Outside View: The tragedy of success

By MORGAN STRONG, UPI Outside View Commentator
U.S. President Barack Obama confers with Israeli Prime Minister Benjamin Netanyahu (L) during meeting in the Oval Office of the White House in Washington, DC on March 5, 2012. The leaders discussed various issues including the possibility of Iran obtaining nuclear weapons. UPI/Pat Benic
U.S. President Barack Obama confers with Israeli Prime Minister Benjamin Netanyahu (L) during meeting in the Oval Office of the White House in Washington, DC on March 5, 2012. The leaders discussed various issues including the possibility of Iran obtaining nuclear weapons. UPI/Pat Benic | License Photo

BRICK, N.J., March 9 (UPI) -- Israeli Prime Minister Binyamin Netanyahu visited U.S. President Barack Obama Monday. He has tried, and failed, to convince Obama to join Israel in attacking Iran.

Netanyahu says the purpose in attacking Iran is to prevent the development of nuclear weapons that Iran will use against Israel.


That is sheer fantasy. Iran is very far from the development of nuclear weapons. Even if Iran were to succeed in building a primitive nuclear device, they could never match Israel's vast nuclear arsenal.

Netanyahu's true purpose is to compel Obama, by using the immense power and resources of the American Israeli lobby, to commit U.S. military might critical to pursue Israel's broader agenda. Netanyahu will claim that peace and stability can be realized in the Middle East only if Iran is removed as an antagonist.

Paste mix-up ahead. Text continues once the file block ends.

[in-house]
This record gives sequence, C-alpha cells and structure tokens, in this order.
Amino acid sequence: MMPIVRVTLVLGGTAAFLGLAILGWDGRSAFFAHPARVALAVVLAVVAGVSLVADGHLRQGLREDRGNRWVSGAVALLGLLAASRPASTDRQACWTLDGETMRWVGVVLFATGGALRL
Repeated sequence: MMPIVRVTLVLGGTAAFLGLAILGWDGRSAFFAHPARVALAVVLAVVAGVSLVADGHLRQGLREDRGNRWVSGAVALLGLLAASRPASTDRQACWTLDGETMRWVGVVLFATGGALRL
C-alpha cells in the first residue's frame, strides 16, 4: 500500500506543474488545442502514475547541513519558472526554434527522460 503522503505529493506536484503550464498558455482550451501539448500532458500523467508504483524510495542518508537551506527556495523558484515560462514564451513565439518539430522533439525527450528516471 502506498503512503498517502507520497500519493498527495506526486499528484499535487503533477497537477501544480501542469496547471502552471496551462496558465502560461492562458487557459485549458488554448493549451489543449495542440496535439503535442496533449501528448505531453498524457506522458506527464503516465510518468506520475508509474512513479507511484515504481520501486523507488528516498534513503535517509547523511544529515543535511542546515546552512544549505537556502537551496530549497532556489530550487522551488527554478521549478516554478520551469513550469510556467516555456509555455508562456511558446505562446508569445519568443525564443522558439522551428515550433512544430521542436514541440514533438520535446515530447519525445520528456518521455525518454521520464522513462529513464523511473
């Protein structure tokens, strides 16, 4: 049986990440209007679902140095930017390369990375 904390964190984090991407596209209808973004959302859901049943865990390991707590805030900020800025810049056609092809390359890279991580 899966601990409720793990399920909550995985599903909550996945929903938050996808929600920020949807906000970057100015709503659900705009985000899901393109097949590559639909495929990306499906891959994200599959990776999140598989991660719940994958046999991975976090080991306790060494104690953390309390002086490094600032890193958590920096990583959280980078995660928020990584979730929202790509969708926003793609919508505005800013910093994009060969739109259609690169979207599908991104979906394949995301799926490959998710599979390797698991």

Israel says military conquest is the solution to its seemingly insoluble dilemma with the Arab states. This principle engaged without exception is; subjugation not negotiation.

The 1975 publication of the book "A Study Based on Moshe Sharett's Personal Diary and Other Documents," Israel's first foreign minister, revealed the implementation of that policy in the struggle for Israel's birth.

This remarkable book alters any previously held misconceptions, then or now, of Israel and its leadership. Sharett's first-hand narrative of the brutal tactics used to defeat the Palestinians, to usurp and occupy their land and name it Israel, is unsettling. They were brutal, unconscionable, acts; they brought to the Palestinian's many of the horrors that the Jewish people experienced at the hands the Nazi's.

These methods haven't changed because they were and are diabolically effective. They are most obvious in the present confrontation with Iran. Simply put, Israel will first provoke an enemy to commit an act of aggression, or create the appearance that an enemy poses an immediate and dire threat to Israel's safety. Israel will then reluctantly, but with all apparent justification, respond with uncompromising force.

Inexplicably, despite a history of failures, Israel continues to use this tactic to no certain end. This tactic borrowed by the Bush administration is the fullest explanation of the U.S. invasion of Iraq.


In March of 1978 Israel invaded Lebanon. The invasion was a response to the infiltration of Israel by Palestine Liberation Organization forces who killed 37 Israelis. This was the first of what was to be a long line of destructive invasions of Lebanon by Israel.

Named "Operation Litani," it was quick and relatively painless for Israel. Israel suffered 20 killed but more than 1,200 Lebanese civilians, PLO and Syrian fighters died. The invasion the deaths and destruction in Lebanon, was a wholly disproportionate response to the provocation but consistent with Israel's enduring policy.

On June 6, 1982, Israel again invaded Lebanon. This invasion was claimed to be in response to the attempted assassination of Israel's ambassador to Great Britain. After protracted negotiations and heavy fighting, the Israelis accomplished their unstated and true purpose of forcing the PLO to leave Lebanon. The PLO decamped for Tunisia, from where it continued to launch terrorist attacks against Israel.